The Frankfurt Motor Show saw lots of gorgeous new models (check out the Audi e-tron quattro and Porsche Mission E, for example), but the buzz all week was not about new cars and new trends — it was about what Apple and Google are planning in the next few years. The world of cars is in transition. No longer do carmakers focus on cubic inches, horsepower, or camshafts. Now they talk about connected cars, self-parking cars, and autonomous-driving cars.
Volkswagen CEO Martin Winterkorn told the motoring press, “By the end of this decade we will have transformed all of our new cars into smart phones on wheels.” And who does smartphones as good or better than anybody? Volkswagen? Nope, that would be Apple, the Silicon Valley powerhouse known to have almost 1,000 engineers working on its super-secret Project Titan, which everyone knows is code for the Apple Car.
Google also is pursuing its interest in making autonomous-driving cars. It professes to have no interest in actually building a car itself, but who knows? If the rewards are high enough, it has the financial muscle to enter any field it chooses and be successful.
What has industry executives nervous is the fear that the tech companies could turn them into mere suppliers. Mercedes chairman Dieter Zetsche told the New York Times, “What is important for us is that the brain of the car, the operating system, is not iOS or Android or someone else, but it’s our brain.” (iOS is Apple’s operating system for mobile devices, and Android comes from Google.) “We do not plan to become the Foxconn of Apple,” Mr. Zetsche said, referring to the Chinese company that manufactures iPhones.
Some companies that manufacture sub-systems for the world’s carmakers have already talked with Google. One such company is ZF, a large German auto components supplier that bought TRW in Michigan this spring. TRW provides auto electronics such as airbag systems and has been working on sensors and other hardware for self driving cars.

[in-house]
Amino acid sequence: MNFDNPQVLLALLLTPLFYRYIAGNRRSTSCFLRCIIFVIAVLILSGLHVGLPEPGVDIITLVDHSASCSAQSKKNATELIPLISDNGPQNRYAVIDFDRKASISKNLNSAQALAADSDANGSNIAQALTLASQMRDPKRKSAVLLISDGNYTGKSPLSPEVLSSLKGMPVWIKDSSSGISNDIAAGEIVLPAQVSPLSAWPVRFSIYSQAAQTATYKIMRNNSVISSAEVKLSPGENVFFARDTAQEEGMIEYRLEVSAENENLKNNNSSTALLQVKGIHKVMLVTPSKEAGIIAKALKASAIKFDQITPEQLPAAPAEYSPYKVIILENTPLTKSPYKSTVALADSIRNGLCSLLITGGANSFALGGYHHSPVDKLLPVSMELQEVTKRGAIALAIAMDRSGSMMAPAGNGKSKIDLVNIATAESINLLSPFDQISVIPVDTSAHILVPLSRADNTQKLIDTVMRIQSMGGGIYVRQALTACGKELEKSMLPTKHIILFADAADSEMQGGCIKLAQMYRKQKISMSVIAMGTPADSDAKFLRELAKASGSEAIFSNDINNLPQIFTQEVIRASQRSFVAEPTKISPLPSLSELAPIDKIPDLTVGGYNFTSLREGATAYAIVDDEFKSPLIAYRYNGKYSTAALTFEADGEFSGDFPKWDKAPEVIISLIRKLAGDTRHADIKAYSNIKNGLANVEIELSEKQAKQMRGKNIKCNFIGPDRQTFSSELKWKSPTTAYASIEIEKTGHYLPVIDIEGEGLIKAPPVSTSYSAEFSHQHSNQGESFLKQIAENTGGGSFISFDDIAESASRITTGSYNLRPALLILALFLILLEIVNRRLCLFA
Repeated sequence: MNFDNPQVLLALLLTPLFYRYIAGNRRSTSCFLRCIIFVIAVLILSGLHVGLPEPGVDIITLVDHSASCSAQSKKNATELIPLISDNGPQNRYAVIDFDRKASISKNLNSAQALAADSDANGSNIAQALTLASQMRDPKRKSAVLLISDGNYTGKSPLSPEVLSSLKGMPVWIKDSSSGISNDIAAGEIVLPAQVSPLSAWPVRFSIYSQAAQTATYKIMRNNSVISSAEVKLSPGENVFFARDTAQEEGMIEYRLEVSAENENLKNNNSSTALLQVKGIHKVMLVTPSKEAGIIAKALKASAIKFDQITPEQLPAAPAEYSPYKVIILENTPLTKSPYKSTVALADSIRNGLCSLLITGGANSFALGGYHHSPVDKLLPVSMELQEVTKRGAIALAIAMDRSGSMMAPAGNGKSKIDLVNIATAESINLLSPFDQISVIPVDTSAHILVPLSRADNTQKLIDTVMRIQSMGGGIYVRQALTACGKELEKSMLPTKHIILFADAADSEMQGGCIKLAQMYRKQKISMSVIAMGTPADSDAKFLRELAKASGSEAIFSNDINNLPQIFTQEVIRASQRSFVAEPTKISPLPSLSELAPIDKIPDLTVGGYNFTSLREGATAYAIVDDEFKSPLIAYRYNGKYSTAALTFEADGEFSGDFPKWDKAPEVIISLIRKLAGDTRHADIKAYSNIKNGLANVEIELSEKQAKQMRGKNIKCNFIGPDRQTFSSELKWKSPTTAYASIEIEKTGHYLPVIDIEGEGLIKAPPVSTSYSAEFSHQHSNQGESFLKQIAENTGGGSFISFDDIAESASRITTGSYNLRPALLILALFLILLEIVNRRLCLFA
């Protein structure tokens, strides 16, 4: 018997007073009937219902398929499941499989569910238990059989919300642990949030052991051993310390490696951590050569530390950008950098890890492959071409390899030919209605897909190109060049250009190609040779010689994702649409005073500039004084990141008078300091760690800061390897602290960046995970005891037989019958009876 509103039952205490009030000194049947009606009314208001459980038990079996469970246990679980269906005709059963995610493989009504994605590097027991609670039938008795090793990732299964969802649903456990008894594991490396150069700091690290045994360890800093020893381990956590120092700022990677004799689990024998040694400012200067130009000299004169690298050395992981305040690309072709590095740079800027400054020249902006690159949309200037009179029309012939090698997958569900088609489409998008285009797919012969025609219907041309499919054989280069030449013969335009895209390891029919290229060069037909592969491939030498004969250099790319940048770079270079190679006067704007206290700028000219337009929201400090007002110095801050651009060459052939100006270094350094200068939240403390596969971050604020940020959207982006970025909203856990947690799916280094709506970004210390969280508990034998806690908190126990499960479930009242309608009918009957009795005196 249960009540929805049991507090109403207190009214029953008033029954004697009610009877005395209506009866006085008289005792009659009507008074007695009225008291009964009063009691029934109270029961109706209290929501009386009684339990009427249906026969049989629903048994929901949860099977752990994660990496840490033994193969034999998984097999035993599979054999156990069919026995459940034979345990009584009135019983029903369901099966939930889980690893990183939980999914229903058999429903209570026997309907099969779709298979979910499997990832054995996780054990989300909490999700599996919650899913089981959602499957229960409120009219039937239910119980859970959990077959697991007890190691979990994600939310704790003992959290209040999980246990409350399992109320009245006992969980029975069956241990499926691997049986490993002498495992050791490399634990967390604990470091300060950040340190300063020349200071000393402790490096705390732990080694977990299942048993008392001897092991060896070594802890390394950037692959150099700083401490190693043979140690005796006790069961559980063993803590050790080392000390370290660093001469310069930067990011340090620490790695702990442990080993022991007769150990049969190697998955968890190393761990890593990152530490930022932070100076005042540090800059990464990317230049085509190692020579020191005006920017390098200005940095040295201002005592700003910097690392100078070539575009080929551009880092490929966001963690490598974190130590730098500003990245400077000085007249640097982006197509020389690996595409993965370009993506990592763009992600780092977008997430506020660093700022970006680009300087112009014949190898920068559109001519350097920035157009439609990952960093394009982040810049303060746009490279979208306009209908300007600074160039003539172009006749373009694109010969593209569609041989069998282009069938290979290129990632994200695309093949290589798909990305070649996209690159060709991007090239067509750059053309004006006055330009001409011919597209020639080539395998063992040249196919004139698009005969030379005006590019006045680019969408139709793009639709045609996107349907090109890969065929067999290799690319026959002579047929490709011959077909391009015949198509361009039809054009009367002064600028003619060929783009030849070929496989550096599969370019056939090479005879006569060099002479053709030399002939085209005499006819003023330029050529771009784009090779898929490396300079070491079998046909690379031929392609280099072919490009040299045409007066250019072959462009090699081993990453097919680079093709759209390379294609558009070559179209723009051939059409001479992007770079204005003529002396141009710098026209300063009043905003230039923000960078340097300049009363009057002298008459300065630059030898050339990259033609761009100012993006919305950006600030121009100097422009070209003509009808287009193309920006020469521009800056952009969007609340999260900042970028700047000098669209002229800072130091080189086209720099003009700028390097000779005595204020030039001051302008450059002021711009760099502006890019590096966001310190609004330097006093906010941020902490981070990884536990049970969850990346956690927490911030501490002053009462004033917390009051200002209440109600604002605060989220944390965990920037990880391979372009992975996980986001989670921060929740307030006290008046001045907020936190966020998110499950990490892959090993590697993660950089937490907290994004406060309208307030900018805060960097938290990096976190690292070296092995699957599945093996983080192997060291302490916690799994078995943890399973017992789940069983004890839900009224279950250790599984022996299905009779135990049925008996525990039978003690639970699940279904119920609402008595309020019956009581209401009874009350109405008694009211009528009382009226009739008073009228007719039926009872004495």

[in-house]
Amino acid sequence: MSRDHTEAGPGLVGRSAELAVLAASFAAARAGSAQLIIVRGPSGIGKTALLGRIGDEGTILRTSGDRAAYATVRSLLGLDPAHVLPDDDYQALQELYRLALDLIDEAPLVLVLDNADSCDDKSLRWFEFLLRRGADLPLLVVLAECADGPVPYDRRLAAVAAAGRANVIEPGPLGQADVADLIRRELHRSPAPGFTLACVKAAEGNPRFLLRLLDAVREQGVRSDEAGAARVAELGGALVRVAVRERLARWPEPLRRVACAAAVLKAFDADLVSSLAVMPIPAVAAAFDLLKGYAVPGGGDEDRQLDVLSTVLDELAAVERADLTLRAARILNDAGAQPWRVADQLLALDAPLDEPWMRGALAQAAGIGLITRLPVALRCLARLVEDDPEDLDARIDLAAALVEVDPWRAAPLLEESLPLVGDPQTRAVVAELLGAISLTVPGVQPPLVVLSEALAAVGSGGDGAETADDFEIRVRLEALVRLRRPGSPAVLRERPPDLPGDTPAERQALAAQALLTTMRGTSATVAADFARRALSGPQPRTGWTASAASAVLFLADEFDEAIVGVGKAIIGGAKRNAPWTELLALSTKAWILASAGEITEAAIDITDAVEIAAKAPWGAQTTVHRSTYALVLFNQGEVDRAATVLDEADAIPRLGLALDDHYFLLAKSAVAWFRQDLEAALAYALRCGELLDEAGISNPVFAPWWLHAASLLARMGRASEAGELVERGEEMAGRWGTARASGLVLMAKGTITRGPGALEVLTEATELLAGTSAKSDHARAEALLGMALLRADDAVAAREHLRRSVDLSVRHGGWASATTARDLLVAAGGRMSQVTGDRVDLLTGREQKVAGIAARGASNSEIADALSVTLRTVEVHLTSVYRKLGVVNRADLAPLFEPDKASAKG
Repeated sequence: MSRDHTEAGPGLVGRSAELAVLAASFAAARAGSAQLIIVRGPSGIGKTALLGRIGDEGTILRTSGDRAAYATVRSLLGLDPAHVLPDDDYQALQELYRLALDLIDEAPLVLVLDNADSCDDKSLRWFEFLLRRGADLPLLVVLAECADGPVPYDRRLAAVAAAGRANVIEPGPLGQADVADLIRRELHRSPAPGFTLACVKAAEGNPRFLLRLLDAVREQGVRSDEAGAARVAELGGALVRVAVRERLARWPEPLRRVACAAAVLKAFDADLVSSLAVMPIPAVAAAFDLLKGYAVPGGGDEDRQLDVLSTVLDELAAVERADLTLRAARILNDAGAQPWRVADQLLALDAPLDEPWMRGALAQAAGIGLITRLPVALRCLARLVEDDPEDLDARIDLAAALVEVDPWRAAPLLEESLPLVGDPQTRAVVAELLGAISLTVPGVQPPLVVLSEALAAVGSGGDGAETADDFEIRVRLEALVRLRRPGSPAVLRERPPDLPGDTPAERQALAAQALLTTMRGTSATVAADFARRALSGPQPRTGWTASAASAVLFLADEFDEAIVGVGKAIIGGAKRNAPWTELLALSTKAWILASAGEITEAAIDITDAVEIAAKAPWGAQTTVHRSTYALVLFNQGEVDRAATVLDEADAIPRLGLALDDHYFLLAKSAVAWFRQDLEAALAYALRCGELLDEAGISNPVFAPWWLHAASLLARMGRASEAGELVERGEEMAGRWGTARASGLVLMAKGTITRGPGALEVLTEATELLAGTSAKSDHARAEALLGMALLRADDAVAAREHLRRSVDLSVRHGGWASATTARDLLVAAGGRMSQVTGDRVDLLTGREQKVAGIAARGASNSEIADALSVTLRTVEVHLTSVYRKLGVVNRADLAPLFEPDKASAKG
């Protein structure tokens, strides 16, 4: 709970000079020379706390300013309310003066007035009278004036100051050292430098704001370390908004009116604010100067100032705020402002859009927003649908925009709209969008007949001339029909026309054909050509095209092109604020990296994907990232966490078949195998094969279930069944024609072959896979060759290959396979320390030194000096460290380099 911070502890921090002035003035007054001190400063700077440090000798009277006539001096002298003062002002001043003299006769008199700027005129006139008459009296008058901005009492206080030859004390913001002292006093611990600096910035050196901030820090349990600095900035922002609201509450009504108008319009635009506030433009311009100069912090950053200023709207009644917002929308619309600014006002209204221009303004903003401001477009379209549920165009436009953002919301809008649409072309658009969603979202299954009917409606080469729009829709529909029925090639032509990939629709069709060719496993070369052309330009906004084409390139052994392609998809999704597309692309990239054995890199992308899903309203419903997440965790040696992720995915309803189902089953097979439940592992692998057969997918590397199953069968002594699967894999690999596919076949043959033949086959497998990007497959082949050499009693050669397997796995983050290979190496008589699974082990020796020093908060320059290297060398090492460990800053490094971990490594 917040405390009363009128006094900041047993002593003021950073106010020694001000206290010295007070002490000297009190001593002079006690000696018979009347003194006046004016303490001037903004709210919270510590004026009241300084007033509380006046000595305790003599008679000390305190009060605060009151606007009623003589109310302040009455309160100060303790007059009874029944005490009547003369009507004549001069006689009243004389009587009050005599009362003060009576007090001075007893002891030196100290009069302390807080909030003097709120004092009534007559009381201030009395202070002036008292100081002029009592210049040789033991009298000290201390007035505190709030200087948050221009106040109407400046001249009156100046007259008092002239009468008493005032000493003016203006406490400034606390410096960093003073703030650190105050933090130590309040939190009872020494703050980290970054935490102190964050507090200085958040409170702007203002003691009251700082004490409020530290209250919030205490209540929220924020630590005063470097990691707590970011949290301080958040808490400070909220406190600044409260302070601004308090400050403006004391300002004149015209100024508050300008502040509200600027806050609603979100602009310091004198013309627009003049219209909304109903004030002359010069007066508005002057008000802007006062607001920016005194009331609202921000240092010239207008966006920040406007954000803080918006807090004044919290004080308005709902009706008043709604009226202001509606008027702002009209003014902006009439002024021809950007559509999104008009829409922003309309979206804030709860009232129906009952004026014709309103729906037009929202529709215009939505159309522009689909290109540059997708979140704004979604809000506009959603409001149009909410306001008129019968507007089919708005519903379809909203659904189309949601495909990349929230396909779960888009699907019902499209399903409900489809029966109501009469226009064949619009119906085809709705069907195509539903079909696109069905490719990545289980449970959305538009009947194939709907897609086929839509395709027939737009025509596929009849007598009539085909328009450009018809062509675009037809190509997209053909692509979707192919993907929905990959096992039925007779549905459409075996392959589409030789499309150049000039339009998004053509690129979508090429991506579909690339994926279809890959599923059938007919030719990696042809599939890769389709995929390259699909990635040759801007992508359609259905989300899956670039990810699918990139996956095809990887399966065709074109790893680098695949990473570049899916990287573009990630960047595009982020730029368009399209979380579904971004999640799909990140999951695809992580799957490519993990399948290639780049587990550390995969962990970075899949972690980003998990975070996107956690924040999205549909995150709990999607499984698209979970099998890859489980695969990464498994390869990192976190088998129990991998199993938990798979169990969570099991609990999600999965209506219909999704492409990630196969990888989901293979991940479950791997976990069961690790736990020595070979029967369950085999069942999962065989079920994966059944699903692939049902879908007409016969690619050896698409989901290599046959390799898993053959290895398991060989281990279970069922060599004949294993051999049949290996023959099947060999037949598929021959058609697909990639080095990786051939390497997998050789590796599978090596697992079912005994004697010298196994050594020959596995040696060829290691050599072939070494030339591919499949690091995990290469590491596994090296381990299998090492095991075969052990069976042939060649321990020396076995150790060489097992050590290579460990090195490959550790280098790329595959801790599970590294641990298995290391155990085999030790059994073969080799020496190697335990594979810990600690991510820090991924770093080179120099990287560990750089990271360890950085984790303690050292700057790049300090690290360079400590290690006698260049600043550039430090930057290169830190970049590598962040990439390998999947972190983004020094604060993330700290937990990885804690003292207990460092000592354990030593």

Stefan Sommer, the chief executive of ZF, says his company would be able to produce a Google- branded car if it works with 2 or 3 other companies that can supply components such as sheet metal stampings. “We would be a partner in that, for sure,” Mr. Sommer says, but insists ZF could not work with Apple under the conditions it imposes on its suppliers.
ZF sees itself as an innovator, not just a supplier. In Frankfurt, it displayed a car with electrically powered wheels that allow the car to turn 360 degrees almost on its own axis. ZF could not agree to demands by Apple for exclusive rights to such inventions, Mr. Sommer said.
To stay ahead in the car business, manufacturers find they need to be more nimble in order to react quickly to changes in the marketplace. For instance, Mercedes reorganized its factories last year, eliminating plant managers and giving control over production to the executives in charge of
different model lines. The change allowed Mercedes to introduce a new version of its popular C Class sedan at four factories on four continents in just six months. Normally, those changes would take twice as long to complete.
Markus Schäfer, head of production at Mercedes puts it succinctly. “This enables us to be more competitive in a world where new competitors come to the table,” he says. “We created the automobile and we will not be a hardware provider to somebody else.” Consider the gauntlet thrown down and in your direction, Apple and Google!